Final Thoughts about the Biostar Hi-Fi Z97WE Gaming Motherboard
Whooping cough is not the only epidemic this season but gold color schemes and isolated motherboard audio as well. Not every implementation is the same for all motherboards however and between the two, I’m just glad the audio implementation is better than Biostar’s use of gold and yellow. What’s wrong with the traditional Biostar red? I am rather fond of that and red is easier to color match on the plastic pieces than gold so I do not know what prompted the change.
The Biostar Hi-Fi Z97WE Ver. 5.x is a curious little board that has piqued my interest even before I opened the box with its promises of “Hi-Fi” audio technology. Even after testing, I cannot make heads or tails of what “WE” stands for and I have no idea what Version 5.x means, especially since the motherboard just came out. None of that really matters however as its performance is a lot less of a mystery but rather somewhat of a revelation.
Despite the very competitive price range it is in, the Biostar Hi-Fi Z97WE carves out a comfortable spot in its segment by offering dual LAN capability and performing very well. Yes, it is a Realtek solution (expected at this price point anyway) but before you scoff at it, I suggest looking at the benchmark results again to see that Gigabit LAN performance is very impressive on this board. Realtek driver issues on non-Windows system notwithstanding, the graphs display performance that is better than more expensive boards.
The physical layout is mostly issue free with my only minor complaint being the M.2 slot directly underneath the top-most PCI-E x16 slot, making the task of removing the graphics card a necessity when swapping out M.2 SSDs. There is a healthy gap between the two PCI-E x16 slots for even triple slot and other unreasonably thick video cards in dual-Crossfire mode.
CPU VRM is better than some boards on its price range, especially considering a lot have scaled back and many entry level and budget Z97 boards are now on 4-phase (IMO minimum for overclocking) designs. My first thought was that manufacturers are probably just going for more efficient implementations (hard to know without looking under the hood) but I suspect the other half of that reason is that so sales of budget and entry boards do not cut into their higher end models since Haswell air overclocking is largely CPU dependent due to the integrated voltage regulator rather than the motherboard VRM implementation compared to previous generations. i.e. you do not need an expensive board with monster VRM if you are just overclocking on air.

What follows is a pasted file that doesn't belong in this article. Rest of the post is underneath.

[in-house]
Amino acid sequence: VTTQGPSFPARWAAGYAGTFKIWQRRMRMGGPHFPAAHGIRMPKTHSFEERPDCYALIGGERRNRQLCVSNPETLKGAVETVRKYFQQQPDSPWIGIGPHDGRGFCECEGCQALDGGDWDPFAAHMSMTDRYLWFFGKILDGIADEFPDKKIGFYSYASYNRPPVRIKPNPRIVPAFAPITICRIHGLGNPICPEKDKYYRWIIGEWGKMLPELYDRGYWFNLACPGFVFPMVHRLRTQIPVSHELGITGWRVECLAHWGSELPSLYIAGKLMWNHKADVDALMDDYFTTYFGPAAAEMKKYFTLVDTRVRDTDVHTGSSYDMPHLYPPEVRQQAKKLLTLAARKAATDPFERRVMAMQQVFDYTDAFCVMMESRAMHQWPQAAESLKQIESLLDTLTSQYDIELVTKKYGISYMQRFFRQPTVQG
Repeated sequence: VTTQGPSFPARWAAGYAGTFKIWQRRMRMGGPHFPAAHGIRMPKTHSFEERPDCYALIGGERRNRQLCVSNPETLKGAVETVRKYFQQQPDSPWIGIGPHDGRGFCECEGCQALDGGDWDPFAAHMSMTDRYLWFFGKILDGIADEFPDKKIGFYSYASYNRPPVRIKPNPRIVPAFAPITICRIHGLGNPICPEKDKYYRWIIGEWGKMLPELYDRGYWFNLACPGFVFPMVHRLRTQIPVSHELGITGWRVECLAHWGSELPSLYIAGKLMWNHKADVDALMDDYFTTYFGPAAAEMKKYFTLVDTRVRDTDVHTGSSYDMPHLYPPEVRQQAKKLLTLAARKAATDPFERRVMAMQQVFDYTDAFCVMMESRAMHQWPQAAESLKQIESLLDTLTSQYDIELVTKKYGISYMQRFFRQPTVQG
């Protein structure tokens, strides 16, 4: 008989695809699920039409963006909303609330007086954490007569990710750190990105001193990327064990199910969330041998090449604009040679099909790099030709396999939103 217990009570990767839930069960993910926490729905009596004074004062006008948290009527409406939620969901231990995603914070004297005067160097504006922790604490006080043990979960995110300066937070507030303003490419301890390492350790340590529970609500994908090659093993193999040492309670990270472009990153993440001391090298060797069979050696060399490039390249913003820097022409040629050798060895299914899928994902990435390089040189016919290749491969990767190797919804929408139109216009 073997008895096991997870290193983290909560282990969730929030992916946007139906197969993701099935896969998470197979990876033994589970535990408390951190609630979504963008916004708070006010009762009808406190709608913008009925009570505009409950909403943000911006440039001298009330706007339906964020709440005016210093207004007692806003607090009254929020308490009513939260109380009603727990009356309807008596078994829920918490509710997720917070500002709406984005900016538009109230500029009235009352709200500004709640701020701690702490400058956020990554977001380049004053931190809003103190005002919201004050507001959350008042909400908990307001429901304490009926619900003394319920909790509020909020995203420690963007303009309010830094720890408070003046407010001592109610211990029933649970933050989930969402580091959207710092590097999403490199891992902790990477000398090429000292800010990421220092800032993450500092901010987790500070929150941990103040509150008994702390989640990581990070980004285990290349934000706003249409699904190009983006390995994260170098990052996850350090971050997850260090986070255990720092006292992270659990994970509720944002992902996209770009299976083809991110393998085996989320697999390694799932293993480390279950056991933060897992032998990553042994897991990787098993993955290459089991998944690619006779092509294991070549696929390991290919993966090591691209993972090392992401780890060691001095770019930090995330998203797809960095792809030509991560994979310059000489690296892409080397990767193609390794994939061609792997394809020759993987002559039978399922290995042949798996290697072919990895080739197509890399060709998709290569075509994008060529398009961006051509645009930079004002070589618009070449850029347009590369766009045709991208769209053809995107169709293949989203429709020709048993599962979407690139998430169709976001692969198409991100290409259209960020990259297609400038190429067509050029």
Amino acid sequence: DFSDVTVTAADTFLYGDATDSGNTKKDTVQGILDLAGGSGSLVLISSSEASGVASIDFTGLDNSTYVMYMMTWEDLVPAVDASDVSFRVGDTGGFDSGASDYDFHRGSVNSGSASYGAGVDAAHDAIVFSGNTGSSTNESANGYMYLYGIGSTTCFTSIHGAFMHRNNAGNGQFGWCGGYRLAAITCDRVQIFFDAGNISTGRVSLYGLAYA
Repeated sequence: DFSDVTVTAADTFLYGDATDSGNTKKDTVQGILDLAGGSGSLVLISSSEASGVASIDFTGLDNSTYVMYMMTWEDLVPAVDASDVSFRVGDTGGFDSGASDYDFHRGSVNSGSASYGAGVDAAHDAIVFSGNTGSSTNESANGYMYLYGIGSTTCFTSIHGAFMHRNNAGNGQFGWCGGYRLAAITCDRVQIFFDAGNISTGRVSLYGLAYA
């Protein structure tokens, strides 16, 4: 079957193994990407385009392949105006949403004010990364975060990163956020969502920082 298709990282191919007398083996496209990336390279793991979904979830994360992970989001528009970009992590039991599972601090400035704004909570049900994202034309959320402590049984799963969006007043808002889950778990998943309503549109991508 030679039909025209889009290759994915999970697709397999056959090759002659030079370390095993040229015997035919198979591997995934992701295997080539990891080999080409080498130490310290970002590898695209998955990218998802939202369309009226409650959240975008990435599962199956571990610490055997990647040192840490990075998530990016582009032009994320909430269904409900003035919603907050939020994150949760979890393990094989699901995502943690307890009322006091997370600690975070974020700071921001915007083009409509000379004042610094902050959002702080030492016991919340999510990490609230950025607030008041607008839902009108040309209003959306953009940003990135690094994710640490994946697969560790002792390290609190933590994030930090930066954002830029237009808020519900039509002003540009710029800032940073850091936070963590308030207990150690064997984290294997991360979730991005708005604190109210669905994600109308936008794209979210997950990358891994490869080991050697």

As for the highly touted Hi-Fi audio, Biostar did well but like I said, every single motherboard manufacturer has stepped up their game when it comes to audio subsystem implementation this round so it is harder for the Hi-Fi Z97WE to shine when everyone else is sparkling. Even among budget boards and some B85 motherboards now, a Realtek ALC1150 can be found which is a step up from the ALC892 on the Hi-Fi Z97WE. Headphone amplifiers have also become the norm, as well as the use of audio capacitors for filtering and EMI shielded codecs so while Biostar’s audio makes the cut, they will require more to stand out.
Like other motherboards, the Biostar Hi-Fi Z97WE also comes with its own collection of software for customizing and extending function. Unlike bigger companies that have independent design teams however, most if not all of the software look like it was designed by the programmer who coded the application. The Biostar Green Power Utility for instance, looks exquisitely awful despite its highly functional appeal. The buttons are low resolution and the alpha channel transparencies are poorly rendered. There also does not seem to be a through-line when it comes to design and each software looks unrelated to each other as if they came from different motherboards. As I am not one to criticize without offering a solution however, I propose to Biostar implementing customizable skinning capability in future software releases. There is untapped creative (and free) potential out there in the Internet and it has been used by many companies for their software including EVGA’s Precision, WinAmp, etc. to improve their interface and engage the public with their brand.
Overall, the Biostar Hi-Fi Z97WE for $124.99 (at NewEgg.com) is a decent value option with some unique extras for a budget level Z97 board including dual Gigabit LAN, a 5-phase VRM and even LN2 mode. Some of the bundled software looks dated, but some applications such as Bio Remote and Bio Remote 2 are extremely handy for HTPC use and are welcome additions. She may not have the looks of a prom queen but she can definitely be effortlessly fun if given the chance and shines in other ways that you don’t normally consider.[sc:recommended_hardware_award ]